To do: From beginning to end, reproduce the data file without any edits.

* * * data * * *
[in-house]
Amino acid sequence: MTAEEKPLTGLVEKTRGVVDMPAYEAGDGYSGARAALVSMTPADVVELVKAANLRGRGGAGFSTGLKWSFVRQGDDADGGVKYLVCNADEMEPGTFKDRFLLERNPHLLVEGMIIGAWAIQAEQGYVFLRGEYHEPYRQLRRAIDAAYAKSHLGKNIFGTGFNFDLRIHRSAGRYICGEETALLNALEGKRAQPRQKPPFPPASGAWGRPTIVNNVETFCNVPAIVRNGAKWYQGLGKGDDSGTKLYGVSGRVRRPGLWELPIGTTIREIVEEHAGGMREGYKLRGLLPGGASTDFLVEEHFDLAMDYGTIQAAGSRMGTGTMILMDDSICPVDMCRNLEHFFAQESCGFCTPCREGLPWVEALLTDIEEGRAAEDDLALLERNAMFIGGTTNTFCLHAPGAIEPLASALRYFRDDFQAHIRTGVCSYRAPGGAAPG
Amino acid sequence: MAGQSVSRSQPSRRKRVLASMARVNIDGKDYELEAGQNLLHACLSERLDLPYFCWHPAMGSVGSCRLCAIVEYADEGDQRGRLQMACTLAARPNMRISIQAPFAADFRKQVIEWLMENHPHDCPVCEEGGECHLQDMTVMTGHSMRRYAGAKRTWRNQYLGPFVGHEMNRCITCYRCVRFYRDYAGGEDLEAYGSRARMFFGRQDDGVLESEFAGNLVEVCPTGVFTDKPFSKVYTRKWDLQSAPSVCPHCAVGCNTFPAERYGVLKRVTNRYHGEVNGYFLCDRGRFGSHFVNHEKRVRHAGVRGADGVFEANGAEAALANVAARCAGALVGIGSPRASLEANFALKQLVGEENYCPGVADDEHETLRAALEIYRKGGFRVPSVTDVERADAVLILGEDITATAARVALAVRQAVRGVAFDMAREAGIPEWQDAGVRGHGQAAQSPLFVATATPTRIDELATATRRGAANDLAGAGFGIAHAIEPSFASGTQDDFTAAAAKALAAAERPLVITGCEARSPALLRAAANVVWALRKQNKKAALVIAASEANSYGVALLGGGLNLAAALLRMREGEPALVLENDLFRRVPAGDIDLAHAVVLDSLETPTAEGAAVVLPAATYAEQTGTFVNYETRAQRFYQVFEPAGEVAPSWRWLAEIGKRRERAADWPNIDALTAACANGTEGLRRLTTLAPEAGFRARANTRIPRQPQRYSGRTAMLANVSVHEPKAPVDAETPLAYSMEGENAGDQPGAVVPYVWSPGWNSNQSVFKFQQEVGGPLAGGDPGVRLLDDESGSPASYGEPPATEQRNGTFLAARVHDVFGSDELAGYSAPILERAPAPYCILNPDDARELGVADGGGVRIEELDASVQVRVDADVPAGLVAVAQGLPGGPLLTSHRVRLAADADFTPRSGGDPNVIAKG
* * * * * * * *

[in-house]
Amino acid sequence: MTAEEKPLTGLVEKTRGVVDMPAYEAGDGYSGARAALVSMTPADVVELVKAANLRGRGGAGFSTGLKWSFVRQGDDADGGVKYLVCNADEMEPGTFKDRFLLERNPHLLVEGMIIGAWAIQAEQGYVFLRGEYHEPYRQLRRAIDAAYAKSHLGKNIFGTGFNFDLRIHRSAGRYICGEETALLNALEGKRAQPRQKPPFPPASGAWGRPTIVNNVETFCNVPAIVRNGAKWYQGLGKGDDSGTKLYGVSGRVRRPGLWELPIGTTIREIVEEHAGGMREGYKLRGLLPGGASTDFLVEEHFDLAMDYGTIQAAGSRMGTGTMILMDDSICPVDMCRNLEHFFAQESCGFCTPCREGLPWVEALLTDIEEGRAAEDDLALLERNAMFIGGTTNTFCLHAPGAIEPLASALRYFRDDFQAHIRTGVCSYRAPGGAAPG
Amino acid sequence: MAGQSVSRSQPSRRKRVLASMARVNIDGKDYELEAGQNLLHACLSERLDLPYFCWHPAMGSVGSCRLCAIVEYADEGDQRGRLQMACTLAARPNMRISIQAPFAADFRKQVIEWLMENHPHDCPVCEEGGECHLQDMTVMTGHSMRRYAGAKRTWRNQYLGPFVGHEMNRCITCYRCVRFYRDYAGGEDLEAYGSRARMFFGRQDDGVLESEFAGNLVEVCPTGVFTDKPFSKVYTRKWDLQSAPSVCPHCAVGCNTFPAERYGVLKRVTNRYHGEVNGYFLCDRGRFGSHFVNHEKRVRHAGVRGADGVFEANGAEAALANVAARCAGALVGIGSPRASLEANFALKQLVGEENYCPGVADDEHETLRAALEIYRKGGFRVPSVTDVERADAVLILGEDITATAARVALAVRQAVRGVAFDMAREAGIPEWQDAGVRGHGQAAQSPLFVATATPTRIDELATATRRGAANDLAGAGFGIAHAIEPSFASGTQDDFTAAAAKALAAAERPLVITGCEARSPALLRAAANVVWALRKQNKKAALVIAASEANSYGVALLGGGLNLAAALLRMREGEPALVLENDLFRRVPAGDIDLAHAVVLDSLETPTAEGAAVVLPAATYAEQTGTFVNYETRAQRFYQVFEPAGEVAPSWRWLAEIGKRRERAADWPNIDALTAACANGTEGLRRLTTLAPEAGFRARANTRIPRQPQRYSGRTAMLANVSVHEPKAPVDAETPLAYSMEGENAGDQPGAVVPYVWSPGWNSNQSVFKFQQEVGGPLAGGDPGVRLLDDESGSPASYGEPPATEQRNGTFLAARVHDVFGSDELAGYSAPILERAPAPYCILNPDDARELGVADGGGVRIEELDASVQVRVDADVPAGLVAVAQGLPGGPLLTSHRVRLAADADFTPRSGGDPNVIAKG